Adam and Eve All Over Again

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Adam, God, and Eve, detail from Hieronymus Bosch, The Garden of Earthly Delights (ca. 1500)

On Friday, a friend gave me a copy of a fascinating document, Men and Women in Marriage, a report by the Church of Engalnd’s Faith and Order Commission, which is aimed at informing debate over family relationships in the UK. (As the Marriage (Same Sex Couples) Bill makes its way through Parliament, many religious organizations in the UK are reviewing their formal teaching on this subject.)

As a historian who has published quite a bit on the history of Christian marriage over the years, I was surprised by what the document includes, and what it leaves out.

Most surprisingly, the document does not actually define marriage. What separated marriage from a civil partnership conferring a family relationship in legal terms? In the Roman and Jewish law which supplies the context for understanding New Testament writings (New Testament authors wrote in a context where some of their readers were answerable to Jewish law and others to Roman law, so both must be taken into account), marriage was first and foremost a relationship designed to confer legitimacy on a man’s children by one (or in the Jewish case more than one) woman, and to give the child’s mother and/or other care-takers a legal claim to demand protection and resources from the father. So in ancient terms, modern heterosexual marriages not aimed at reproduction would be perceived as representing failure or fraud.

It was not until the fifth century that Christian writers such as Augustine began to defend marraige against the fourth-century theology of virginity as the only perfect expression of the Christian life. With this, came the idea of Christian marriage as a spritual discipline, which had value even if the partners did not intend to have children. (For more, see Chapter Four, ‘Such Trustful Partnership’, of my The Fall of the Roman Household.) So what is a ‘marriage’, as opposed to a ‘partnership’? It is as difficult to know what the difference means now as what it meant two thousand years ago.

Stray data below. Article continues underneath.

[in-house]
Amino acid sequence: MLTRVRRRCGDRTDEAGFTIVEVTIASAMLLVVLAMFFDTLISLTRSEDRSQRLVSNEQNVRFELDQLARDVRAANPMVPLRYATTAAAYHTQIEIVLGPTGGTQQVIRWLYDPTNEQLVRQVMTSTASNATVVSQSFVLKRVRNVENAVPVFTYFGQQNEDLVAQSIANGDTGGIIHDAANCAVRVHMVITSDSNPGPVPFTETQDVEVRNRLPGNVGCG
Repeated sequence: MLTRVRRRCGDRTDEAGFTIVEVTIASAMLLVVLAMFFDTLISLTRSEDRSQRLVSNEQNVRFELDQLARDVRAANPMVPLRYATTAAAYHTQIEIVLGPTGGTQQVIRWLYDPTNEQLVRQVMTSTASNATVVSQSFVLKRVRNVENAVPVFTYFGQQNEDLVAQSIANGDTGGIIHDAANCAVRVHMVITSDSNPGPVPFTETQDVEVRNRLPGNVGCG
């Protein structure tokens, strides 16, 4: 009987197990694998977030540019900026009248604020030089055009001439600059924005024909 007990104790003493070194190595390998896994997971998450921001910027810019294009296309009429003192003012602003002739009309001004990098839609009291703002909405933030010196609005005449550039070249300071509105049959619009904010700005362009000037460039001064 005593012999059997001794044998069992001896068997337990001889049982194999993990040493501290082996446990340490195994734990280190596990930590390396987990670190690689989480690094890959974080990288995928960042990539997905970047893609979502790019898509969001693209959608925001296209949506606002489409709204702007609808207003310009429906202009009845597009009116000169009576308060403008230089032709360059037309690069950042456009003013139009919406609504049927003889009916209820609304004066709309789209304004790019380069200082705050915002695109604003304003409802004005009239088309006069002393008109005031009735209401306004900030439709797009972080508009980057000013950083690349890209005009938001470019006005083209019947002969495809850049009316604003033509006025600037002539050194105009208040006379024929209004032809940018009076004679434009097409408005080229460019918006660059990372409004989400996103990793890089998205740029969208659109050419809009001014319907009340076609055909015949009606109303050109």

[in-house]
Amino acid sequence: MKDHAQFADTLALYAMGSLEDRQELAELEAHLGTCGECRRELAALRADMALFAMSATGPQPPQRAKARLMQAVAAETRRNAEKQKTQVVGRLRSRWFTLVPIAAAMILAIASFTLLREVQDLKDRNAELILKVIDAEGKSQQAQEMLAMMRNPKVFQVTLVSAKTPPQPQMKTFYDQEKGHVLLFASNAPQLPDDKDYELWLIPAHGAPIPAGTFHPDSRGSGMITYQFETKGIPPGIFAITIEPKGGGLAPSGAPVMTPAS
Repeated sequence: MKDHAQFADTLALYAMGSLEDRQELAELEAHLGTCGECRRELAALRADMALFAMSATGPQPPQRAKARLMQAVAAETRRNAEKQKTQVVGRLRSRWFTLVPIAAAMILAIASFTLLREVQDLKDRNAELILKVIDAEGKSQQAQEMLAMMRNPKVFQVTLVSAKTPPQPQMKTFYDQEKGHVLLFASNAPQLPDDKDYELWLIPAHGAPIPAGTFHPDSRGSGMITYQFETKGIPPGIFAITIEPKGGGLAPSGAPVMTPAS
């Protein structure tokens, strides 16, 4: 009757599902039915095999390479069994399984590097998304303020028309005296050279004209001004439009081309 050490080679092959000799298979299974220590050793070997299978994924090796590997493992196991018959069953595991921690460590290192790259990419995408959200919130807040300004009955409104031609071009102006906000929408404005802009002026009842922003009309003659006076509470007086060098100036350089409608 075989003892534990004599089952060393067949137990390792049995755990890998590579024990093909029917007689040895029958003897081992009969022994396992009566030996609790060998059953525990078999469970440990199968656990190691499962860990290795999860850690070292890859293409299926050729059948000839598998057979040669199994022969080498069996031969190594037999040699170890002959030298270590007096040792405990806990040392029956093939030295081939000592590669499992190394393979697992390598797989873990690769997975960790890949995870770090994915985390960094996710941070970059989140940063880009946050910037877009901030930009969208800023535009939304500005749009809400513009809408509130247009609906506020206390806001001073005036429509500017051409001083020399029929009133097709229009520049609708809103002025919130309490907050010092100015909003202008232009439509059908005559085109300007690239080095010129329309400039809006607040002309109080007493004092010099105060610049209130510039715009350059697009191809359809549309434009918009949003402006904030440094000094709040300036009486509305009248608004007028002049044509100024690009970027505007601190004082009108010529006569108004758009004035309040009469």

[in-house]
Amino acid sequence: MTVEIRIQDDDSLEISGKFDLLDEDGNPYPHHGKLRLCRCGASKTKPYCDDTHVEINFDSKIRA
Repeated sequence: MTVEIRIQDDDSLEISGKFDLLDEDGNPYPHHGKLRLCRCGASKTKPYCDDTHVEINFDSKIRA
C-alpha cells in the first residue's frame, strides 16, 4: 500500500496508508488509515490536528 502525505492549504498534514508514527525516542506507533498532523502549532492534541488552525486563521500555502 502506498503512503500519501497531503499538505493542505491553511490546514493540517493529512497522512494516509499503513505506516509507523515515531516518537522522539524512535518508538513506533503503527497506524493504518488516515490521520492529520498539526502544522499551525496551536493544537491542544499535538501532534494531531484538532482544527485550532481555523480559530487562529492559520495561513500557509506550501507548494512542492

In the 1990s, scholars maintained a heated debate about how the ancient and medieval Churches understood same-sex emotional and sexual intimacy. Most controversial are the adelphophilia liturgies of the ancient and medieval churches which were made famous by the Yale Professor and Catholic activist John Boswell in the 1990s. Scholars still argue whether these liturgies should be understood as ‘same-sex unions’ or ‘blood brotherhood rituals’. (In a justly famous review of  Boswell’s Same-Sex Unions in Premodern Europe, Brent D. Shaw argued for the latter interpretation.) Whatever their precise meaning, it is clear is that they offered a frame-work for blessing a pledge of affection and loyalty made between two men.

Strangely, another difficulty in understanding the New Testament and early Christian sources is that they reflect an understanding of male and female biology that was very different to our own – women’s ‘inferiority’ was understood to reflect the teachings of ancient biology, which saw women’s sexual organs as a defective or undeveloped version of their male counterparts, and women as developmentally arrested men, rather than as developmentally complete members of a different sexual type. A recent article by Jane Shaw in the Church Times, Men, Women, and Difference, explores how an understanding of this context might inform our reading of biblical arguments about what is ‘according to nature’ or ‘against nature’.

The Men and Women in Marriage document seems to reflect still another history, the anger of African Christians (most of them men I suspect) over having been ordered to give up polygamy by Christian missionaries a century ago. At least some African clergy feel that offering support to the men and women on either side of the Atlantic who want to sacralize their same-sex partnerships would somehow be Britain’s final insult to the African church.

I can’t claim to be certain, theologically speaking,  how historical insights should inform the modern debate. But for my own part, I’m on the side of the kids. When so many children are growing up in one-parent homes, why would anyone make it harder for two people to establish a stable, permanent bond between the parents of a loving family? Jesus said, “Let the little children come to me, and do not hinder them, for the kingdom of heaven belongs to such as these.” (Matthew 19:14)

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